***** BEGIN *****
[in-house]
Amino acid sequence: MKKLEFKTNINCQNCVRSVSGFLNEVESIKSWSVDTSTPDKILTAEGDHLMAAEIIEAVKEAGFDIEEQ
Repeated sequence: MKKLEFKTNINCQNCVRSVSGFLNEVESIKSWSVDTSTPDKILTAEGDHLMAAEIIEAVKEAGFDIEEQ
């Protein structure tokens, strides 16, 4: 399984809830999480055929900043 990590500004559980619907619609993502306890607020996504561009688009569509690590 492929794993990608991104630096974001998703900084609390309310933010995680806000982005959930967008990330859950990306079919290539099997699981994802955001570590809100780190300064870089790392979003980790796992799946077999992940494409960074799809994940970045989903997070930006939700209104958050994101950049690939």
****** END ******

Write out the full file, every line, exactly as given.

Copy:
[in-house]
Amino acid sequence: MKKLEFKTNINCQNCVRSVSGFLNEVESIKSWSVDTSTPDKILTAEGDHLMAAEIIEAVKEAGFDIEEQ
Repeated sequence: MKKLEFKTNINCQNCVRSVSGFLNEVESIKSWSVDTSTPDKILTAEGDHLMAAEIIEAVKEAGFDIEEQ
């Protein structure tokens, strides 16, 4: 399984809830999480055929900043 990590500004559980619907619609993502306890607020996504561009688009569509690590 492929794993990608991104630096974001998703900084609390309310933010995680806000982005959930967008990330859950990306079919290539099997699981994802955001570590809100780190300064870089790392979003980790796992799946077999992940494409960074799809994940970045989903997070930006939700209104958050994101950049690939």